By: Jaclyn Popola
Artist Trading Cards (ATCs) are small, miniature works of art measuring 2.5" X 3.5" that are traded among friends and/or sold via the Internet. They are unique works of art, usually signed, dated and titled on the back by the artist who created them. The only rule is their 2.5" x 3.5" size; all other elements are left to the discretion of the creator. Any media may be used to create these miniatures. The bases can range from paper, plastic, metal, clay, wood or leather. I personally use standard playing cards as bases because they are the perfect size and create a sturdy foundation for the ephemera I add. The actual art that is placed on the cards can be made by using virtually anything: watercolor, acrylic or oil paints, glitter, beads, photographs, vintage reprints, rubber stamps, pen and ink, colored pencils, dominoes, swirly wire, metal charms, chipboard, ribbon, fibers and much, much more.
If one is to follow the code of conduct exactly as intended for the making of ATCs, she would not sell them under any circumstances. They are meant solely to be traded back and forth among other artists in the ATC community. Technically speaking, if you do want to buy and sell these tiny works of art, you would partake in an offshoot of ATCs known as ACEOs (art card editions and originals). ACEOs were created with the specific intent to be bought and sold, in addition to be traded.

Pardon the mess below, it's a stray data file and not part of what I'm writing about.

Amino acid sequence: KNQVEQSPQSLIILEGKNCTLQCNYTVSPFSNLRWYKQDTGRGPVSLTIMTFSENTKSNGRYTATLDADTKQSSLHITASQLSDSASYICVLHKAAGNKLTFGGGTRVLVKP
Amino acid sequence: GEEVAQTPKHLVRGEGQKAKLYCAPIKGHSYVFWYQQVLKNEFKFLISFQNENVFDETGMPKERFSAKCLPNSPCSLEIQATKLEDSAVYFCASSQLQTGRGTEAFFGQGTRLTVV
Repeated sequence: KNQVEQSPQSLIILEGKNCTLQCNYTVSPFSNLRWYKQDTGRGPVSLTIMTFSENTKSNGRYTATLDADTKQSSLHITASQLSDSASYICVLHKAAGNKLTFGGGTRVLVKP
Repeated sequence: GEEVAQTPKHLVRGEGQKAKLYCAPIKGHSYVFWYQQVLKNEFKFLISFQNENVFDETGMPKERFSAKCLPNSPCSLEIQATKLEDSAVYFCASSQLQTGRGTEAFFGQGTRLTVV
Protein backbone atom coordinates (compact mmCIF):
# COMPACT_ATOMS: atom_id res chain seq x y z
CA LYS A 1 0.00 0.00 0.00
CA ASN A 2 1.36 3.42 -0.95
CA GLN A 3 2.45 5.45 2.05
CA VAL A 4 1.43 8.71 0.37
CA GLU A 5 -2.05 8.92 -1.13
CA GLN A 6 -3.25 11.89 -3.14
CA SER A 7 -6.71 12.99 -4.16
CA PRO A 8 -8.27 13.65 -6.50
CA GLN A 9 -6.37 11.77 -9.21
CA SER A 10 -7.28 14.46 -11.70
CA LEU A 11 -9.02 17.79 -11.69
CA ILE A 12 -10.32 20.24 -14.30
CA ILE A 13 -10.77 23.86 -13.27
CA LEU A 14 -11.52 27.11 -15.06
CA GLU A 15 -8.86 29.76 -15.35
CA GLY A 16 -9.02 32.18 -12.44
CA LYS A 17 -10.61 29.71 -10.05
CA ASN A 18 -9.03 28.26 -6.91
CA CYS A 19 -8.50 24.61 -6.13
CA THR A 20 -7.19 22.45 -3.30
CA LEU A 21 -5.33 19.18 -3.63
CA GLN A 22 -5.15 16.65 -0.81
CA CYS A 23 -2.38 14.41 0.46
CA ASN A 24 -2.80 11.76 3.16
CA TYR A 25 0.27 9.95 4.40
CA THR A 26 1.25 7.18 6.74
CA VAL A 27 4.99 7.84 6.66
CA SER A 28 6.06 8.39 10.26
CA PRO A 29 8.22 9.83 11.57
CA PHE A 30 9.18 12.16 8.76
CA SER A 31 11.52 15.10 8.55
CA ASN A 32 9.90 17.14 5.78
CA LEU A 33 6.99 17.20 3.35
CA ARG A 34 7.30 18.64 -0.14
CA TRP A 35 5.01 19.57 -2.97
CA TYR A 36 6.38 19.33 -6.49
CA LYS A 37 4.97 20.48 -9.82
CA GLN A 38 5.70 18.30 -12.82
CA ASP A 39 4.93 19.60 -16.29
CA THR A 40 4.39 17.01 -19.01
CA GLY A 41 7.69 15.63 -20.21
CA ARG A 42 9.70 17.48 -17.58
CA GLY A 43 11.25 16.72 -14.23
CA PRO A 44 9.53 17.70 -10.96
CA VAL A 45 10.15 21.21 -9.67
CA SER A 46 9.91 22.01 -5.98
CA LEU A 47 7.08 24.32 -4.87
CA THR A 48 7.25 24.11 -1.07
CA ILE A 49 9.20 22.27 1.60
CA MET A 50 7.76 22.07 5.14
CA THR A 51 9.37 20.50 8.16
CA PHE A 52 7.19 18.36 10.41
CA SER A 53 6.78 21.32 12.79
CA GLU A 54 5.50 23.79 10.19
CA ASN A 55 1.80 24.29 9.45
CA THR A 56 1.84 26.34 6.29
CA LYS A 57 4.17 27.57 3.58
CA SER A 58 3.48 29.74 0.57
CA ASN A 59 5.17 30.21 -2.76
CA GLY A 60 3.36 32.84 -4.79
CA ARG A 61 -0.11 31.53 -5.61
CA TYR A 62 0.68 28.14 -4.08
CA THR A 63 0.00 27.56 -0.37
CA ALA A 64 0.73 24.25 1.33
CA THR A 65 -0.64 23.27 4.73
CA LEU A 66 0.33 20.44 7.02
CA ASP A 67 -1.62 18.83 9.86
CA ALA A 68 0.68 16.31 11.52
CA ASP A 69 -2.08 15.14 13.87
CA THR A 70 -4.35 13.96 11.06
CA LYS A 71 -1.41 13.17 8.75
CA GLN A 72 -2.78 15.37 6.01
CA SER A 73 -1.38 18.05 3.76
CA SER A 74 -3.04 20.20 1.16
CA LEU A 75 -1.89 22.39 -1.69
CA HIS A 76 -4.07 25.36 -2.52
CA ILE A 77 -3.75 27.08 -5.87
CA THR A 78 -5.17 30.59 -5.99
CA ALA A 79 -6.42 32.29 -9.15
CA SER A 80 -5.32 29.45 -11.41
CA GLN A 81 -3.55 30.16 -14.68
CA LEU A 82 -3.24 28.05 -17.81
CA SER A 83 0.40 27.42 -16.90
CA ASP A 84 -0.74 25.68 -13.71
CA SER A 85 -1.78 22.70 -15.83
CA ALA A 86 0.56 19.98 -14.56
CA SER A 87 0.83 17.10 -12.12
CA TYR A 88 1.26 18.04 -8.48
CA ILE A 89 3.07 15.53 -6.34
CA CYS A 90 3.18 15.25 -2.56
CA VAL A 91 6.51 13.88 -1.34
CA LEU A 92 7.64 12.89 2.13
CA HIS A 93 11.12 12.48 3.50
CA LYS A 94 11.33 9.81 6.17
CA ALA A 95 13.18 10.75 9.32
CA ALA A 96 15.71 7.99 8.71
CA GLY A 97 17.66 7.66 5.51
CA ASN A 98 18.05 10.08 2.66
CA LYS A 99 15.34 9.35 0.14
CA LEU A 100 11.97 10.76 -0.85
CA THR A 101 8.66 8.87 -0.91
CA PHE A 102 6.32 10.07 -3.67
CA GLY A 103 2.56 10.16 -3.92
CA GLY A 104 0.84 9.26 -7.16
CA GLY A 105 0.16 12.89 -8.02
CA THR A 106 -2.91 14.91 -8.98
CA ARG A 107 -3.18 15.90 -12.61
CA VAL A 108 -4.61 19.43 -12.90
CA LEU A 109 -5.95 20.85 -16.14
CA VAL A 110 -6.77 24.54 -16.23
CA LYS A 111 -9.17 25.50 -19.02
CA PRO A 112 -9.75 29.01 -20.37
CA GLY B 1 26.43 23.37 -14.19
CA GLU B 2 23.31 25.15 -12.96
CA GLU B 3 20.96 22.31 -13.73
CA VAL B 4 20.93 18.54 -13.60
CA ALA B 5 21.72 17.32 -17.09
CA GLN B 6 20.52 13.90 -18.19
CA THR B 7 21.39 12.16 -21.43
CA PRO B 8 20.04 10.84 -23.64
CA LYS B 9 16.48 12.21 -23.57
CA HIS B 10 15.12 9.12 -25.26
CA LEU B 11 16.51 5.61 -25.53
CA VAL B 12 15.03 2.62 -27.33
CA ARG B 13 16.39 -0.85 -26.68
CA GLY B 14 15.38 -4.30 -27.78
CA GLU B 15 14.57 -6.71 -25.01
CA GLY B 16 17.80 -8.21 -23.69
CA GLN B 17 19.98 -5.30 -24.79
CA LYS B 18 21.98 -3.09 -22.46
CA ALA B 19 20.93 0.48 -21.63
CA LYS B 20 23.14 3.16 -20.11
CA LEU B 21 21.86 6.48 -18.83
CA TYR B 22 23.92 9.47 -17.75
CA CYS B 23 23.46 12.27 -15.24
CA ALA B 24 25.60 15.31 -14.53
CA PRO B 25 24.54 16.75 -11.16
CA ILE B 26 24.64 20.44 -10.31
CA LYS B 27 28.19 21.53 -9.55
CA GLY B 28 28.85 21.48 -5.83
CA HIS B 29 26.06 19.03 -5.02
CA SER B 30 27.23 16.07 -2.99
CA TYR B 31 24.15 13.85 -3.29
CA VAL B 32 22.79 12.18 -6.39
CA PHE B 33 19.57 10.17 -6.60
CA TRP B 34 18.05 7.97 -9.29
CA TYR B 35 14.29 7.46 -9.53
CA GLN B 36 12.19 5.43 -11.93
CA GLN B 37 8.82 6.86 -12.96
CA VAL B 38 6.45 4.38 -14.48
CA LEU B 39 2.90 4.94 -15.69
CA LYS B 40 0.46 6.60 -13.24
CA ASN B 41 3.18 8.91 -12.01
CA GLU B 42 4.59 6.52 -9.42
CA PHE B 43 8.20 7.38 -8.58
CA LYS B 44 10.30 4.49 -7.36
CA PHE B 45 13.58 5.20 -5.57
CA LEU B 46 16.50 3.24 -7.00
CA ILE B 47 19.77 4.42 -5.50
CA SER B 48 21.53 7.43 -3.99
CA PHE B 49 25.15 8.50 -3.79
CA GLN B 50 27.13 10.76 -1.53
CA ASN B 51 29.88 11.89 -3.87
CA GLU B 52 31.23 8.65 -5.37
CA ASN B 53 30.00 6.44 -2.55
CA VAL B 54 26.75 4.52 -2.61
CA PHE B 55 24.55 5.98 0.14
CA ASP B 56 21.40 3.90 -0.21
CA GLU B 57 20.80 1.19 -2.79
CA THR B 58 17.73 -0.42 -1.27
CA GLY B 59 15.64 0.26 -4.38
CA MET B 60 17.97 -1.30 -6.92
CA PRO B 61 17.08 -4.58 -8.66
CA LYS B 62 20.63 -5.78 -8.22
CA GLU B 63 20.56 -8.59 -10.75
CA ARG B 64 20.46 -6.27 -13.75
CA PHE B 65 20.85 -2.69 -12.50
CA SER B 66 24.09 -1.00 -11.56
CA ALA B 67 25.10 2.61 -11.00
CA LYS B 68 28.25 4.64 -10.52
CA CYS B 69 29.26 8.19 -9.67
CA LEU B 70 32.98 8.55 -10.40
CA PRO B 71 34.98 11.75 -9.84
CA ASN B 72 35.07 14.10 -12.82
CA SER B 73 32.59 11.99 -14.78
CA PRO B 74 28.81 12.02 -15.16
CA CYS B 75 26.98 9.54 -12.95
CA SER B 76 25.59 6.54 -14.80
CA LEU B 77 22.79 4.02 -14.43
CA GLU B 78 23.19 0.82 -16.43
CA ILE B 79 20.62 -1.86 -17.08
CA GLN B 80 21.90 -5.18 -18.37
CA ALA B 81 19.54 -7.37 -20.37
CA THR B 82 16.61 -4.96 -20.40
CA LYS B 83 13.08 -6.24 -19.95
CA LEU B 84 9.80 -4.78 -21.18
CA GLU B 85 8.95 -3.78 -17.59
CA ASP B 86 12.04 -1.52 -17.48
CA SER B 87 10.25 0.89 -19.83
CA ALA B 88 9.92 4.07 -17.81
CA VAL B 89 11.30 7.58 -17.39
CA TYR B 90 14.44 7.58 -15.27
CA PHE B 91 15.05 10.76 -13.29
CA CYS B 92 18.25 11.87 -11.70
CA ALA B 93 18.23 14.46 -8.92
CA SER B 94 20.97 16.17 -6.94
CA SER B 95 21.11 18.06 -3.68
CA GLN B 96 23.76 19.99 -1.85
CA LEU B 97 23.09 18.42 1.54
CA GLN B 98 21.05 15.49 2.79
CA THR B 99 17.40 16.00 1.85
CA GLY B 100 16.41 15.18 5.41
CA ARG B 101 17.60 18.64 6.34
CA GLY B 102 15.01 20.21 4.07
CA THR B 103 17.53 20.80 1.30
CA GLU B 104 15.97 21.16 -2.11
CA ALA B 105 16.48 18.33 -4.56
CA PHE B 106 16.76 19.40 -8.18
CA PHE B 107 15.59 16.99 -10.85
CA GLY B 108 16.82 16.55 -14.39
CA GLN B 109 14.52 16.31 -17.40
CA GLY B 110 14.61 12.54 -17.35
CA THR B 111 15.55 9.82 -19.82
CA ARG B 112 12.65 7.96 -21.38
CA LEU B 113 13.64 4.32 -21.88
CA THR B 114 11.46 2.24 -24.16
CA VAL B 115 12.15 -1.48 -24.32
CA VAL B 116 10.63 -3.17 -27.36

Ebay is one place where the buying and selling of ATCs runs rampant, along with Etsy.com, Ebay's arts and crafts counterpart. EBay in particular comes complete with groups such as ATC & ACEO Enthusiasts
and ATC: Generation 2
, where artists can discuss tips and techniques for creating the cards as well as tactics for making sure they sell. The two main types of ATCs and ACEOs are 1.) paintings/drawings and 2.) altered art. Most ATCs are one-dimensional pieces serving as a tiny canvas for a small watercolor or oil painting, whereas others are mini altered art productions created using a variety of mixed media, to form three-dimensional creations that pop off the paper.
EXAMPLES OF ALTERED ATCs
When I discovered the art of ATCs and ACEOs, I was quickly enamored. They were fun to make, easy to trade or sell, quick to ship and not too difficult to store and organize. Before long, I was creating my own ATC series--a series is a set of 9 cards that go together, whereas a set is a group of 3.